Muscat Youth Summit 2013

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Mike Oades and Dareen Mehdi lead one of the challenges set at the Muscat Youth Summit 2013

What is low cost, eco-friendly family housing?
This was the title of the challenge set for us at the Muscat Youth Summit 2013.  Firstly, we should not kid ourselves that building and construction is ‘eco-friendly’ or low cost, it is not. For example energy from fossil fuels consumed in the construction and operation of buildings accounts for approximately half of the UK’s emissions of carbon dioxide. (‘Construction and Sustainable Development’ Plain English, Constructing Excellence), approximately 27% of emissions come from housing alone. There are, however, ways that we can be more responsible about the way we resource building materials, process them, construct our built environment and manage the waste.

At the Muscat Youth Summit the students have been looking at what our impact is on the planet.  We all calculated our Carbon footprints and were shocked to discover that our own footprints ranged between 2 and 4. This means that if everyone on earth consumed the same amount of energy as ourselves that we would need 2 to 4 planets to sustain our current lifestyles – we all surely have to change our ways.

The students have been looking at simple ways to make make housing more efficient.  For example looking at orientation, maximising daylight and minimising sunlight and the benefits of thermal mass and insulation.  These simple measures will already start to reduce the energy required to cool our houses.  There are also more economical ways of cooling our houses without the need for air conditioning, by using natural ventilation and cooling the structure with air or water.  The students have also looked at the size of their houses and have admitted that perhaps the typical Omani house is now too big for current smaller family sizes; smaller houses would cost less to building and cost less to artificially light and cool. They have also looked at the notion of building communities and not a series of ‘prison houses’, as one student called them; a plot of 600 sq.m surrounded by a three metre wall and a house in the middle.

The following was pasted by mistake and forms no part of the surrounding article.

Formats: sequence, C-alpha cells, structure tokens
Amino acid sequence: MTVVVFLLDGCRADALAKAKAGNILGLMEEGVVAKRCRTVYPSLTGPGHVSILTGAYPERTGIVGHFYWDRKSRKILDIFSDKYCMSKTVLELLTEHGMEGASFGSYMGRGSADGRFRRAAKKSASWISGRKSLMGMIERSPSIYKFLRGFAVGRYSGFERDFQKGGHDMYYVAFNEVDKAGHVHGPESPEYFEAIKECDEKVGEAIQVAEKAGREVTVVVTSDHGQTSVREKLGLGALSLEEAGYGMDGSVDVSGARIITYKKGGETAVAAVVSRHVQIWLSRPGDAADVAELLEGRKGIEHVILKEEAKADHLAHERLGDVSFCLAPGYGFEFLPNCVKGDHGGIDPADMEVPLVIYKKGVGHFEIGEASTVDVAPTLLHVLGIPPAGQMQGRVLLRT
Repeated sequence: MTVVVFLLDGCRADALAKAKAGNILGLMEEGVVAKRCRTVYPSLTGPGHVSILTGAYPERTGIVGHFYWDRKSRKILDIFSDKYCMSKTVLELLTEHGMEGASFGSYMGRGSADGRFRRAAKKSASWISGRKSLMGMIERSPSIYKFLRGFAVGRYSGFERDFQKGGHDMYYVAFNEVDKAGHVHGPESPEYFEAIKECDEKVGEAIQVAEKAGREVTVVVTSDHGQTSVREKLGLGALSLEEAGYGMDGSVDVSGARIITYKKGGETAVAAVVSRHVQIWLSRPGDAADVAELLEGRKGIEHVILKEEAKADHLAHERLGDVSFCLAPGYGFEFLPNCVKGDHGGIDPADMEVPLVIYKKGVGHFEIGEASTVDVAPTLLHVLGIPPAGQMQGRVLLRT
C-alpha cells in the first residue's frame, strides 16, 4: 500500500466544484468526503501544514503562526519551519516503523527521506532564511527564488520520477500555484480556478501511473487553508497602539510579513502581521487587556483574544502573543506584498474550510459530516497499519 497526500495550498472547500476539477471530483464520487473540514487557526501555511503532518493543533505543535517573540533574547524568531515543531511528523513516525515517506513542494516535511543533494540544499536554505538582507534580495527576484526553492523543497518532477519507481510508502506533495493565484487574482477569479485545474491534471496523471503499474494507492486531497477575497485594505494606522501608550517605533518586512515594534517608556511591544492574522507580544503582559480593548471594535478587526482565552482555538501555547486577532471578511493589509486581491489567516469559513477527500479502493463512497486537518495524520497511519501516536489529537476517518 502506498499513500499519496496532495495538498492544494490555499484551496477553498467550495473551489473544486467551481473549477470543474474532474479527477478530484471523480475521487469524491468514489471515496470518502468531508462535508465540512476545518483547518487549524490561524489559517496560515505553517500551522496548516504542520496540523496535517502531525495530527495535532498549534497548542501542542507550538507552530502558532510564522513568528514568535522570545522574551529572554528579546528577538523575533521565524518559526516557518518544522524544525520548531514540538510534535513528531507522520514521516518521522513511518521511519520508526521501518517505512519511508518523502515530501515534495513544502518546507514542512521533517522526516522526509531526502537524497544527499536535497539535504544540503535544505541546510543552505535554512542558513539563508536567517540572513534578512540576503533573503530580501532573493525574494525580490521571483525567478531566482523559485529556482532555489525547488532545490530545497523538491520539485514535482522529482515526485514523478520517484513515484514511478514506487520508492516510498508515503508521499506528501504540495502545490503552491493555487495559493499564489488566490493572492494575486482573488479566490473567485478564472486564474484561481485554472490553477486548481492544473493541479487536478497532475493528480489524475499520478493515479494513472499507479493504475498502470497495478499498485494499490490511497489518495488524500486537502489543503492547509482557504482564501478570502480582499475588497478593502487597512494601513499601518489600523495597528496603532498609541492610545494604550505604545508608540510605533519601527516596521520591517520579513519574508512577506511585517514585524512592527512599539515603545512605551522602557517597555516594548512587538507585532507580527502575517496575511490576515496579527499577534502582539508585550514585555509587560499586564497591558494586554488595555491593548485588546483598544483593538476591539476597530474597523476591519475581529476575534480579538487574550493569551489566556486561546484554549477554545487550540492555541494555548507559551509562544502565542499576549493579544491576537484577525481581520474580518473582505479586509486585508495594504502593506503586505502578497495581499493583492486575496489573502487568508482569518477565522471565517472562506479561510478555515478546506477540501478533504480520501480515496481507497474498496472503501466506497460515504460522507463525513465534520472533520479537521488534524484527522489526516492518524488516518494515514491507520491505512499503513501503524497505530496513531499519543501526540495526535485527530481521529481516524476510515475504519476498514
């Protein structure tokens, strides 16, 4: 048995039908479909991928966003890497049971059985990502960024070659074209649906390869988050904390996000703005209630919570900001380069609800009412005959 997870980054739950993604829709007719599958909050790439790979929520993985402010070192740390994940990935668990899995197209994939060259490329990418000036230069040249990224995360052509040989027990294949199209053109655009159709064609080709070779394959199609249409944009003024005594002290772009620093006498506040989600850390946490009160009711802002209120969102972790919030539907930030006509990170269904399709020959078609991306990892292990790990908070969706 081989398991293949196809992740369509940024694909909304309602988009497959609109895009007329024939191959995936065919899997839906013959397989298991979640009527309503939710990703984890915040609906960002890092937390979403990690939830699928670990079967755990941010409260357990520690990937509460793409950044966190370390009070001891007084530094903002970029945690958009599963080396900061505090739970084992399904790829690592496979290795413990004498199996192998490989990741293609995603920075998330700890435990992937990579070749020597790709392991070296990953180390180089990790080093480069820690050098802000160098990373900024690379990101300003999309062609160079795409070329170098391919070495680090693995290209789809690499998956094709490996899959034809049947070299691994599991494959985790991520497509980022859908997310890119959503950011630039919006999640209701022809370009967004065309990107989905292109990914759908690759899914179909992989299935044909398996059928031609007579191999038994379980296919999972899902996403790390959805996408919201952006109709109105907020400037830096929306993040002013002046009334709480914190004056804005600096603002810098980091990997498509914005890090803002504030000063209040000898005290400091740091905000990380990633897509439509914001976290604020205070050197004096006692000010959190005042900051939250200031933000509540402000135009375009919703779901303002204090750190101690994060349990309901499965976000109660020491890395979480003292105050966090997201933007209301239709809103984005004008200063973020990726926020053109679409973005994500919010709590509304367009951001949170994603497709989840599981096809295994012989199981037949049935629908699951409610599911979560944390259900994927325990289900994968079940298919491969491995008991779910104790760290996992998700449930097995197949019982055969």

In response to the challenge the students have developed a house that, whilst is smaller than the typical Omani house, makes better use of space and looks at reintroducing the courtyard into the centre of the house.  The arrangement of houses within the development is more compact and follows a more organic pattern of development similar to more traditional development in the region.

Key of course to the task of changing attitudes is education.  People need to be informed and persuaded of the benefits of a more eco friendly lifestyle.  However, it is usually when the effects of an unsustainable way of living start to effect the money in our pockets that we really take notice.  In the UK we are encountering spiralling energy costs and homebuyers and tenants are being more discerning when looking for new properties to live in. Consumers want to know that their houses will be economical to run and will accept that there is a premium for this.  In Oman there is less incentive at present to think about more sustainable lifestyles with huge fuel and energy subsidies, but how long can this reasonably last?

So, what is low-cost, eco-friendly family housing? We found, to my surprise, probably the best examples that I have ever seen in Duqm itself – the Arish houses. These houses are constructed using renewable and sustainable resources, they are constructed in such a way that all the components can be reused and renewed easily, the building skin allows filtered air and light into the interior.  When I suggested to one of the students that the Arish house could actually be a solution for the housing development at Duqm he seemed horrified by the idea, but why not? For millennia we were able to live without air-conditioning, or central heating.  It is only in the last century that we have grown a dependency on artificial comforting of our environment.  Is this progress?  The secret to a more sustainable built environment may be found in the past.

Oman has a real opportunity at Duqm to look at development in a different way.  however, this requires leadership and willing from all the interested parties to make a tangible difference and show the world what can be achieved even in a challenging climate.

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